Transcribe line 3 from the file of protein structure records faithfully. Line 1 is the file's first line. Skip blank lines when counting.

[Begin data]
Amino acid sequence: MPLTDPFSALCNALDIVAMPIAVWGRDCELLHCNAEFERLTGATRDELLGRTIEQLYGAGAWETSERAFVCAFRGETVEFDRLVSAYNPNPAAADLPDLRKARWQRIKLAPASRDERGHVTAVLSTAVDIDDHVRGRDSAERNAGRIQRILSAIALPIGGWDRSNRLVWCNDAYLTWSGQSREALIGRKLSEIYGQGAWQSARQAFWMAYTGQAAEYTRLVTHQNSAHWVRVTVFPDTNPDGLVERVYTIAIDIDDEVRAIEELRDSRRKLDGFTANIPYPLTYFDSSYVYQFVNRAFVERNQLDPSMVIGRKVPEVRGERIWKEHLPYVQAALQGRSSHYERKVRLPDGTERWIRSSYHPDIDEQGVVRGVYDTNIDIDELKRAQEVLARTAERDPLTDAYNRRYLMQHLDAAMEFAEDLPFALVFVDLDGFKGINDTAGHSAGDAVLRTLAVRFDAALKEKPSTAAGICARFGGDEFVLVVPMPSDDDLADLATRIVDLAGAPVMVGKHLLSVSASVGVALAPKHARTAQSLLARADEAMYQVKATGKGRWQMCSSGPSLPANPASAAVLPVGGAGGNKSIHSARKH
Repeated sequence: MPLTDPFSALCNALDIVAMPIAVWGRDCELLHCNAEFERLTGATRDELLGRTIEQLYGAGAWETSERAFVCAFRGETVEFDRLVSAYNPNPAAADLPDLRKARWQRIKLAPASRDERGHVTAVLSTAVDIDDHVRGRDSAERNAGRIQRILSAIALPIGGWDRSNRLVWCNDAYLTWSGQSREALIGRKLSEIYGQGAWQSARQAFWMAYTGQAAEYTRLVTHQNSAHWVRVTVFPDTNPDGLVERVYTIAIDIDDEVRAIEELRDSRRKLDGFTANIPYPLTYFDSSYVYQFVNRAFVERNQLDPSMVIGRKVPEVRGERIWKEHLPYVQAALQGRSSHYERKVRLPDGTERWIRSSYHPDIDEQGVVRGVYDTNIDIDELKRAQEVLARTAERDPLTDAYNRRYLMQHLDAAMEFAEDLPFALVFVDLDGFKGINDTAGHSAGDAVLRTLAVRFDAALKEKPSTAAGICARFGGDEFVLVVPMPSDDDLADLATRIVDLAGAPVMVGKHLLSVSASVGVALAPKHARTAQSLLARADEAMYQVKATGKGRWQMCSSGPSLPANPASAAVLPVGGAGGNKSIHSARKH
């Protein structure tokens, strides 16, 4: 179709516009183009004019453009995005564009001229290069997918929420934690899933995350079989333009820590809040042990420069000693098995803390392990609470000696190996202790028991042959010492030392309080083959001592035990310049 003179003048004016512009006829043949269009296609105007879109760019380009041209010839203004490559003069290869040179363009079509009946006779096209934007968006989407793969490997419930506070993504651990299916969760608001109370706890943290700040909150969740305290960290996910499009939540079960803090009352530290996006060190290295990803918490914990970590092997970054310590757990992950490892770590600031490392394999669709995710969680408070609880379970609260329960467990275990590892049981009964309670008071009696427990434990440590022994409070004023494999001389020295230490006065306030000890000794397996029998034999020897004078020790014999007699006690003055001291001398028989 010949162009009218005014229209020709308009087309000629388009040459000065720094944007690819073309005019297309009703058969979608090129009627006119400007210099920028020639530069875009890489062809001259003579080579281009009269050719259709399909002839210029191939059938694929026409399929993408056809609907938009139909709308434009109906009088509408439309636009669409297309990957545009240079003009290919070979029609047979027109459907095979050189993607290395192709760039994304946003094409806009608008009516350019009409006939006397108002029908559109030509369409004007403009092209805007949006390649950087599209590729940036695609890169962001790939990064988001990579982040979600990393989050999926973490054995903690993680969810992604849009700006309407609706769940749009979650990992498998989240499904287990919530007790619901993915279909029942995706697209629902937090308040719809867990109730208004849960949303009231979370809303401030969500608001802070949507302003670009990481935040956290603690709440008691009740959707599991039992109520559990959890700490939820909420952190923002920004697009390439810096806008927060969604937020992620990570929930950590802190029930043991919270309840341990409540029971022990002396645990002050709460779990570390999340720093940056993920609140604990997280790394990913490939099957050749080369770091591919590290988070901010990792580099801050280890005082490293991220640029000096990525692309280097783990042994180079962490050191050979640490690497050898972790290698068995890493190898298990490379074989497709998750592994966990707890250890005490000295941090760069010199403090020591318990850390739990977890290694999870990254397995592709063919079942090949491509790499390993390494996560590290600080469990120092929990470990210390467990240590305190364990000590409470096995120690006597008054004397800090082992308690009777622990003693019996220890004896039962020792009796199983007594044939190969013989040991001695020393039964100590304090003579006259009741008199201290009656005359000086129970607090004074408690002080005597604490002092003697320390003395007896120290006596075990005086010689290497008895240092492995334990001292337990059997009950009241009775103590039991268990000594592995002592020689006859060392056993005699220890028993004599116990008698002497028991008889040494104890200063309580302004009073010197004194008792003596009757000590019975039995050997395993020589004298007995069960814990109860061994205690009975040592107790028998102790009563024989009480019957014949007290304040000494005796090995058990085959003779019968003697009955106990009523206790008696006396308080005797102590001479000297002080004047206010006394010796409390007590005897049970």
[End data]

């Protein structure tokens, strides 16, 4: 179709516009183009004019453009995005564009001229290069997918929420934690899933995350079989333009820590809040042990420069000693098995803390392990609470000696190996202790028991042959010492030392309080083959001592035990310049 003179003048004016512009006829043949269009296609105007879109760019380009041209010839203004490559003069290869040179363009079509009946006779096209934007968006989407793969490997419930506070993504651990299916969760608001109370706890943290700040909150969740305290960290996910499009939540079960803090009352530290996006060190290295990803918490914990970590092997970054310590757990992950490892770590600031490392394999669709995710969680408070609880379970609260329960467990275990590892049981009964309670008071009696427990434990440590022994409070004023494999001389020295230490006065306030000890000794397996029998034999020897004078020790014999007699006690003055001291001398028989 010949162009009218005014229209020709308009087309000629388009040459000065720094944007690819073309005019297309009703058969979608090129009627006119400007210099920028020639530069875009890489062809001259003579080579281009009269050719259709399909002839210029191939059938694929026409399929993408056809609907938009139909709308434009109906009088509408439309636009669409297309990957545009240079003009290919070979029609047979027109459907095979050189993607290395192709760039994304946003094409806009608008009516350019009409006939006397108002029908559109030509369409004007403009092209805007949006390649950087599209590729940036695609890169962001790939990064988001990579982040979600990393989050999926973490054995903690993680969810992604849009700006309407609706769940749009979650990992498998989240499904287990919530007790619901993915279909029942995706697209629902937090308040719809867990109730208004849960949303009231979370809303401030969500608001802070949507302003670009990481935040956290603690709440008691009740959707599991039992109520559990959890700490939820909420952190923002920004697009390439810096806008927060969604937020992620990570929930950590802190029930043991919270309840341990409540029971022990002396645990002050709460779990570390999340720093940056993920609140604990997280790394990913490939099957050749080369770091591919590290988070901010990792580099801050280890005082490293991220640029000096990525692309280097783990042994180079962490050191050979640490690497050898972790290698068995890493190898298990490379074989497709998750592994966990707890250890005490000295941090760069010199403090020591318990850390739990977890290694999870990254397995592709063919079942090949491509790499390993390494996560590290600080469990120092929990470990210390467990240590305190364990000590409470096995120690006597008054004397800090082992308690009777622990003693019996220890004896039962020792009796199983007594044939190969013989040991001695020393039964100590304090003579006259009741008199201290009656005359000086129970607090004074408690002080005597604490002092003697320390003395007896120290006596075990005086010689290497008895240092492995334990001292337990059997009950009241009775103590039991268990000594592995002592020689006859060392056993005699220890028993004599116990008698002497028991008889040494104890200063309580302004009073010197004194008792003596009757000590019975039995050997395993020589004298007995069960814990109860061994205690009975040592107790028998102790009563024989009480019957014949007290304040000494005796090995058990085959003779019968003697009955106990009523206790008696006396308080005797102590001479000297002080004047206010006394010796409390007590005897049970």